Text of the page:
BELIZE JOURNAL, Pt.2: Gay activist Maurice Tomlinson recently claimed that three Jamaican TV stations were violating his rights by refusing to publicize his pro LGBT ads. Did Tomlinson make this claim so he could gain more publicity by taking the TV stations to court? Defense Attorney Georgia Gibson Henson thought so. Apparently the Jamaica Supreme Court agreed. They cited her argument in their decision against Tomlinson’s pro LGBT ads:
“She submitted that for all practical purposes, Mr. Tomlinson does not reside in Jamaica and is only here at the behest of his financial backers. These claims, she submitted, were manufactured and did not flow out of a real attempt to exercise the right to free speech; the claim is the product of a sting operation designed to generate facts so that Mr. Tomlinson can find a stage to spout his views…the tone and tenor of the letters to TVJ [Television Jamaica] reveal that a hidden agenda was at work. This explains the unilateral imposition of deadlines and constant calls and emails [to TVJ]. These acts were directed at one thing only: to get some facts which would enable him, with the support of overseas entitites, to launch this claim.”
The three Jamaican Supreme Court justices unanimously dismissed Tomlinson’s foreign-financed case. The court ruled that the three TV stations had every right to decline his pro-LGBT ads. The two other stations in the case were CVM TV and the Public Broadcasting Corporation of Jamaica (PBCJ).
The justices vigorously denied that the stations were violating Tomlinson’s freedom of expression. “There is no allegation that TVJ or CVM has prevented him from making his video or to advocate his position. What he is saying is that TVJ and CVM have failed to air an advertisement that he wished to be aired. TVJ and CVM have the editorial right to decide how an issue—in this case, the treatment of homosexuals—is to be covered. That does not mean that all who wish to speak on the issue must be allowed to do so by TVJ or CVM.”
The court held that Tomlinson was actually trying to infringe on the stations’ freedom of expression with his pro LGBT ads. “To impose on a private broadcaster the obligation to accept any advertisement sent to it would be infringing its right to freedom of expression since that freedom carries with it the right to decide, when, where and how that right will be exercised.”
The justices rebuked Tomlinson for trying to use the courts to violate this essential freedom. “Mr. Tomlinson’s proposition of freedom of expression is that he can use the courts to compel someone to speak against their will.” This amounted to an attempt not only to manipulate the courts, but to control the media. “Mr Tomlinson wants this court to strip TVJ and CVM of their editorial control to satisfy his personal opinion of how they should operate.”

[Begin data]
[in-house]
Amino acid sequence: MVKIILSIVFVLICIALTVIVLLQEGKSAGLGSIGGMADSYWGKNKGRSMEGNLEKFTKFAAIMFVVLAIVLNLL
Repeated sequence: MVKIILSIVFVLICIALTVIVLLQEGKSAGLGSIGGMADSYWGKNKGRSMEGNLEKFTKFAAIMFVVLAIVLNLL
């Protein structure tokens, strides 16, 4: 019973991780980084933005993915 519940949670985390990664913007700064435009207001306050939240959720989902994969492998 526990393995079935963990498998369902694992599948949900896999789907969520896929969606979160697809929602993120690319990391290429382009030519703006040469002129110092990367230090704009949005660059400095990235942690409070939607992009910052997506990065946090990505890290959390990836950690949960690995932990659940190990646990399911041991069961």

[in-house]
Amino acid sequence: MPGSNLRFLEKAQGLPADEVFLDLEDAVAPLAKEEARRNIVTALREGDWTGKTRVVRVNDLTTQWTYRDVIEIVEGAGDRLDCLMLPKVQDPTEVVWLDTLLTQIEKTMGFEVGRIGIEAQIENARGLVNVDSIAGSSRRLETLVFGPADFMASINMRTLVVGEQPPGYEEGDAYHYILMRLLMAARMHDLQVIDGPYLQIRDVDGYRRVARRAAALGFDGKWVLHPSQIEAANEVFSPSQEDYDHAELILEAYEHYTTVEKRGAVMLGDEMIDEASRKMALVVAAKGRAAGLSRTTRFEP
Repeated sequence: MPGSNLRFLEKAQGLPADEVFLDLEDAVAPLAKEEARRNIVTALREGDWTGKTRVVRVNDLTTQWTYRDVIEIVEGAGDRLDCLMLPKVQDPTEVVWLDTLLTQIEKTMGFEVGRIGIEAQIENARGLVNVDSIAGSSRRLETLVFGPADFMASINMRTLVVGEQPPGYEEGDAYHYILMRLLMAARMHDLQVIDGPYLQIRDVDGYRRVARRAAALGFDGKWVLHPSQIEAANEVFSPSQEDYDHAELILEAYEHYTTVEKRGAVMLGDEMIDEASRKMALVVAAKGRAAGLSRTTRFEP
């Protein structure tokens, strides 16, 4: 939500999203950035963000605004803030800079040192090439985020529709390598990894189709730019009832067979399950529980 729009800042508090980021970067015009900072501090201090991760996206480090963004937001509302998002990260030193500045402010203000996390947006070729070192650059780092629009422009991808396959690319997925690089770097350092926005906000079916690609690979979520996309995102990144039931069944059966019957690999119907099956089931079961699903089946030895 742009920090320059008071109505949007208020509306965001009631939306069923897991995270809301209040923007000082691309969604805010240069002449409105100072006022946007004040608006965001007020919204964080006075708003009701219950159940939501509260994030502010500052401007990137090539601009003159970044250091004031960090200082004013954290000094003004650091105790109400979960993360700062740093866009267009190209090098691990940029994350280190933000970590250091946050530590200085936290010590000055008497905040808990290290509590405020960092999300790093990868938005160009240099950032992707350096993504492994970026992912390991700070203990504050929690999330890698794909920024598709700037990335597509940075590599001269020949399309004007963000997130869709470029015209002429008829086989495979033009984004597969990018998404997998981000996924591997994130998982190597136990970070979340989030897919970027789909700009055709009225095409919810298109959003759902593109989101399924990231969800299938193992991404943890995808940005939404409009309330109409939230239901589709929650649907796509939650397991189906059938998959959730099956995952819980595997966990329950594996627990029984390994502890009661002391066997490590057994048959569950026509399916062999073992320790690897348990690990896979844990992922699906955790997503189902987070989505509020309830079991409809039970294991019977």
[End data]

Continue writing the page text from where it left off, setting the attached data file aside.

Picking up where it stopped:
Even though PBCJ is a government-run station, the Jamaican court ruled that it still has editorial control over its broadcasts. It didn’t discriminate against Tomlinson and his pro LGBT ads because it never asks anyone to provide content to the station. And PBCJ has a policy against accepting paid ads. Thus the court dismissed the case as a frivolous claim designed to generate publicity. Most of the publicity it generated was self-defeating. We must pray Tomlinson’s next ploy—to change the immigration laws of Belize and Trinidad to suit the gay agenda—will be defeated too.
How long must nations like Jamaica, Belize and Trinidad & Tobago put up with the endless antics of a one or two foreign-backed LGBT activists? They keep breaking the law. They keep trying to violate other’s rights to freedom of choice and expression. They keep staging stunts to grab public attention. They keep wearing down the saints with an endless parade of legislation and legal actions. They keep forcing an unnatural and disease-spreading lifestyle into public view. The very thought of the act of sodomy can be corrupting.
Unfortunately there are few governments and courts like Jamaica’s which are resisting that corruption. Is Belize now bending to the will of a single gay activist, Caleb Orozco? In May, Orozco has brought a case against the anti-sodomy law to court. Now, before the case has been decided, Belize’s government is pushing an Orozco-endorsed gender policy that promotes sodomy as a legitimate act.
We must pray that God will use Jamaica as an example to Belize and the rest of the nations that the gay agenda can be stopped. That righteousness will prevail in the governments and courts. That the conversation change from legalizing homosexuality to healing it. Lord, show the coming generation how avoid the certain ruin of homosexuality. Teach them to be the men and women, the husbands and wives, and the fathers and mothers of the next generation that You designed them to be. In Jesus’ name, amen.
BPN articles related to pro LGBT ads:
Gender policy wording spells danger for Belize
Related sources for pro LGBT ads:
Tags for pro LGBT ads: Jamaica, pro LGBT ads, Maurice Tomlinson, Jamaican Supreme Court, Belize, Trinidad, gay agenda, pro LGBT ads pressure, UNIBAM, Caleb Orozco, LGBT activists, pro LGBT ads advocates, gender policy, abortion, aids, Belize, Belize rape bill, contraceptives, council of churches, Dean Barrow, hfle, legalized prostitution, lgbt, Patrick Faber, rape, redefining gender, scott stirm, sex education, sodomy, sodomy legalization, traditional family, transgender